Photographs Around the Globe

Siegfried Enkelmann was the most renowned German dance photographer and has not only documented but also shaped with his unique style the visual side of German dance from the early 1930ies to the 1970ies in countless studio photographs of dancers like Mary Wigman, Harald Kreutzberg and Dore Hoyer, with whom he exchanged regularly letters until long after World War II.

Enkelmann came to Berlin in 1921 and worked from 1927 to 1929 as an assistant in the photo studio of F. H. Nolte – which specialized in advertising photos – and was then an employee in Hans Robertson’s studio.  Here he worked primarily in the field of dance photography and as a portrait photographer. When Robertson prepared his emigration – he was Jewish – he left his studio to his assistant in 1933 and emigrated to Denmark. Enkelmann lived together with Irene Krämer, who had been also trained by Robertson and the couple announced their business for “movement photography in dance and artistry”. They were probably bombed out after 1942 and took shelter in the house of other photographer friends. Until the end of the war, the couple had to go into hiding and, since Irene Krämer was also Jewish, they were could not get married until 1945. Until then they had to cope with everyday hardships in the war-stricken capital, for example sharing only one food ration card. In 1960 Enkelmann and his family moved from Berlin to Munich.

From his earliest works, Enkelmann omitted consistently any kind of props and focused on the mere effects of light and darkness. His studio was technically at the cutting edge: “a 9 x 12 micro-reflex camera with a luminous intensity of f:35 and a focal length of 16.5″ the special effects were achieved according to Enkelmann with “two laterally arranged headlights of 2000 watts. The entire lighting system has a power consumption of 15,000 watts”. He has developed a very original style depicting dancers in dramatic lightning and poses using also collage and double exposure techniques.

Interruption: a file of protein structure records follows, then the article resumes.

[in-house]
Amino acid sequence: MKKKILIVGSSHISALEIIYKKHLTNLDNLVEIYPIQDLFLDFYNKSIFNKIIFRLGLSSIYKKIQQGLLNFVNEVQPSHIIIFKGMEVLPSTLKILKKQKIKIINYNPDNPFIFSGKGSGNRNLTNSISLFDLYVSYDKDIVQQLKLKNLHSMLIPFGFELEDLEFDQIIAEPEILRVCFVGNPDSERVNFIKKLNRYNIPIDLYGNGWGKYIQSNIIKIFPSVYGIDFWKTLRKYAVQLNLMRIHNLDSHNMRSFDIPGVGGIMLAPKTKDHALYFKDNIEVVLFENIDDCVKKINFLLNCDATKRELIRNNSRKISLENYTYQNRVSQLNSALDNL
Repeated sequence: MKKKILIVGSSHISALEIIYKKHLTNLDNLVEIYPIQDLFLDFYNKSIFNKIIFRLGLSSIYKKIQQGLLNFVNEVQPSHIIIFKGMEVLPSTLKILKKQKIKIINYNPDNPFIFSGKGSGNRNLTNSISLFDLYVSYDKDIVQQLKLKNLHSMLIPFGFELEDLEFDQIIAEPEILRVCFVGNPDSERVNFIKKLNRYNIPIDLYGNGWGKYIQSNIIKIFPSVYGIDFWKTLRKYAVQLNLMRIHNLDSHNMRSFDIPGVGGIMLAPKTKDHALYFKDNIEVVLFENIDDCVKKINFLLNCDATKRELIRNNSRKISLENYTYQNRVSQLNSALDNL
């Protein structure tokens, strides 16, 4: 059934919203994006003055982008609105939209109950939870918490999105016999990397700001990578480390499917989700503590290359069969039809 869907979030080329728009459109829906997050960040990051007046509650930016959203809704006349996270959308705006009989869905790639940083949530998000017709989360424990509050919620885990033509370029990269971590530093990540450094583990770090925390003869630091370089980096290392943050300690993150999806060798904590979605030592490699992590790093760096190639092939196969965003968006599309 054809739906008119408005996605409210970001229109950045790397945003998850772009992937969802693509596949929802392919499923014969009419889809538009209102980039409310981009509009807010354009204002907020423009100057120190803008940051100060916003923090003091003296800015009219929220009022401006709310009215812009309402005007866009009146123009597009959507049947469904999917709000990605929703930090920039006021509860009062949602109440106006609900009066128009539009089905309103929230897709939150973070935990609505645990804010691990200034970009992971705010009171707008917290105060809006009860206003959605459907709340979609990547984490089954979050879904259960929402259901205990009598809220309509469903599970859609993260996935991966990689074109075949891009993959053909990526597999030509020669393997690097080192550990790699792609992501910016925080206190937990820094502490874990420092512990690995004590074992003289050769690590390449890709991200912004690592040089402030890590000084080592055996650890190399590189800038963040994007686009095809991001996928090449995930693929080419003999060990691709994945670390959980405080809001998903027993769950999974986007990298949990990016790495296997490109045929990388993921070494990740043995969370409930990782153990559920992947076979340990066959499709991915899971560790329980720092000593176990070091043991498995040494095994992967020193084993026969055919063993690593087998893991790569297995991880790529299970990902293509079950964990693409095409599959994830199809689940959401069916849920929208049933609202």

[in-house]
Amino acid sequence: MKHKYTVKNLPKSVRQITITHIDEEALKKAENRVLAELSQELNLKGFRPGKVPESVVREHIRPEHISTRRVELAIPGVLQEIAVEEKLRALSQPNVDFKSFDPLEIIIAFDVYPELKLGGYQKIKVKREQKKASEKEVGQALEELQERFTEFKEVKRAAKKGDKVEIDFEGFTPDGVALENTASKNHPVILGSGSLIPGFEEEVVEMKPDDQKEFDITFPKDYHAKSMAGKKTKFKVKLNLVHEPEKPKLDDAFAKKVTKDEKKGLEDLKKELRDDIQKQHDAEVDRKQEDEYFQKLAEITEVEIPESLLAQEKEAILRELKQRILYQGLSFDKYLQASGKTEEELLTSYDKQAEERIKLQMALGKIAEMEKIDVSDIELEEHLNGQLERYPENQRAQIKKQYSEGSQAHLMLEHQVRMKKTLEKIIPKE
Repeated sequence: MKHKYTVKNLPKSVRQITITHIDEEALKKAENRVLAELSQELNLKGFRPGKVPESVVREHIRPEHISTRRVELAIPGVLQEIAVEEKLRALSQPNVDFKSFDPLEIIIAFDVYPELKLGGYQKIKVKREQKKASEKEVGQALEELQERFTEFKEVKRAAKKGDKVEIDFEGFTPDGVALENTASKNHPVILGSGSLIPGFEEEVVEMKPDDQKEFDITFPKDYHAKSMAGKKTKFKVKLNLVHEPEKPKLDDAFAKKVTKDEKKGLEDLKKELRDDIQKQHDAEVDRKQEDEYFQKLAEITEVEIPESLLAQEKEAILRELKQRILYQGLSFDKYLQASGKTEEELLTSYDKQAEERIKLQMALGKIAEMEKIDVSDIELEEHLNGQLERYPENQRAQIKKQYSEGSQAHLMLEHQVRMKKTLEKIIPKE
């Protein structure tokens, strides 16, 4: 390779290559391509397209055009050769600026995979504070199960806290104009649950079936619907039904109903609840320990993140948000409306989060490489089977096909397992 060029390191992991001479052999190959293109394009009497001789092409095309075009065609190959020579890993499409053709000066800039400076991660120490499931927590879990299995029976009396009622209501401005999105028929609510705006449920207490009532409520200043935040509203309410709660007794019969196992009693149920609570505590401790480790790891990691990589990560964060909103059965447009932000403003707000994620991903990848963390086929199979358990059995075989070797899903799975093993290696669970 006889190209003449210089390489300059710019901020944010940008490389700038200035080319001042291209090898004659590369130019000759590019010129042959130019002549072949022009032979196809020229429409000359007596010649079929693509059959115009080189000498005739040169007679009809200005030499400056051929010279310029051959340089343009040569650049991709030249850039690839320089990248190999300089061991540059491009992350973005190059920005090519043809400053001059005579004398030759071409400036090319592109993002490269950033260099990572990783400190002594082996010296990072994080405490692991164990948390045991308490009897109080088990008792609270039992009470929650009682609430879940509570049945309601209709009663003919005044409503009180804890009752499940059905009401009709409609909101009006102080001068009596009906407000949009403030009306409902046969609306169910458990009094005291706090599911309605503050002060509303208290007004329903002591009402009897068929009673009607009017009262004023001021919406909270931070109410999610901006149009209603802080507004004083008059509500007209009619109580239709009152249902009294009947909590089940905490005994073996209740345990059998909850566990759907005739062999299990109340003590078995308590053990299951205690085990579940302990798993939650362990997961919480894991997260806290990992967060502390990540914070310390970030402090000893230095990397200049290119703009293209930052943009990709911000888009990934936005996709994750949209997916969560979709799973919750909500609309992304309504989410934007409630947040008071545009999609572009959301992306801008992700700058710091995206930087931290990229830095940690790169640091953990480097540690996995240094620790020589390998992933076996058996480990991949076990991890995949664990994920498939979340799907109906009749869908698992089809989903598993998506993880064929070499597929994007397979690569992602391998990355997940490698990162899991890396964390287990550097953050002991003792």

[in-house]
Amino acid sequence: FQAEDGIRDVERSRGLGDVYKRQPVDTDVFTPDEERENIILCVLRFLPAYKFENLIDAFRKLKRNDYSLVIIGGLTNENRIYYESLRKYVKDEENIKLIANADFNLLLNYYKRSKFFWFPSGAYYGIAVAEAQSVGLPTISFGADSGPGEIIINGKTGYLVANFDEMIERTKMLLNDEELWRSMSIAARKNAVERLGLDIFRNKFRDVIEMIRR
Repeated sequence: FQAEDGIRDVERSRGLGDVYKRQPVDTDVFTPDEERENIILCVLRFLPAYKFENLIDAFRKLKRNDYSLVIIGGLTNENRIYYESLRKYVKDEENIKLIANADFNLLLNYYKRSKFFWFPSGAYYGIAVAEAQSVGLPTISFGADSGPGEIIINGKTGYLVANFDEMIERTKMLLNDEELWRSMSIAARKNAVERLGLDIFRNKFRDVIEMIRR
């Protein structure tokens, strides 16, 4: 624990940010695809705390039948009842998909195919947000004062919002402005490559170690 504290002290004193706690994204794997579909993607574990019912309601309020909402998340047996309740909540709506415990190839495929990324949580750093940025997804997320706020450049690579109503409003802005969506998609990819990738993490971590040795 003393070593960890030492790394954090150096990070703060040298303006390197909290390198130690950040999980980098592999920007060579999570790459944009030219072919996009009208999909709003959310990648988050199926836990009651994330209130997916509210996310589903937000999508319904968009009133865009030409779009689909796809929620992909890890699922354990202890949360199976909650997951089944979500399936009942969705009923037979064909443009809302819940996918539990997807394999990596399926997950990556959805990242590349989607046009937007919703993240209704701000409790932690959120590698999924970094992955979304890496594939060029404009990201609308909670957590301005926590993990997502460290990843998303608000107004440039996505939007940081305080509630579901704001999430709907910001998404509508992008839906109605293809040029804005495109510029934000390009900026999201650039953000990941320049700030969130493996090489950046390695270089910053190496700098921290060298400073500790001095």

Siegfried Enkelmann’s photo archive was acquired by the German Dance Archive Cologne. It contains a small number of glass plate negatives as well as over 30,000 medium format film negatives from the 1930s, 35mm negatives, and post-war slides.

The photographs showing Ramnarayan and Menaka were probably taken in Berlin during one of the company’s stays in the capital in 1936. The remarkable illumination and the subtle play with the dancer’s shades show the minimalistic, yet very expressive use of the camera which was typical for Enkelmann. Getting photographed by the “number one of Germany’s dance photographers” the Menaka Ballet became also visually part of the German dance avant-garde, where they were situated since their performance during the Tanzwettspiele. The pictures were probably reprinted later in Munich, maybe for the first complete exhibition of Enkelmann’s oeuvre in 1978.

These prints of the Indian Dancers are not conserved in the Dance Archive in Cologne but were acquired by the author via an online auction site. The prints arrived in Germany from New York with the following explanation:

“Regarding your question of how the pictures came to America, I am a friend of the son of the late partner of the photographer Siegfried Enkelmann. Towards the end of his career, Enkelmann dissolved his photo archive, he donated most of the material to the Dance Museum (in Cologne, I think) and gave about 500 prints to his life companion, who in turn later passed on the collection to her son, who is German but lives in New York and is a jeweler. I am a photographer myself and have photographed his jewelry for years. A while ago I also cataloged this collection of dance photographs and I am helping him to sell it online.”  (Ralf Graebner, photographer, e-mail to the author, 30.12.2019. Translation from German by the author.)

Cacciola, Donatella: Aus nahezu fünfzig Jahren Bühnentanzgeschichte in Deutschland nicht wegzudenken, online: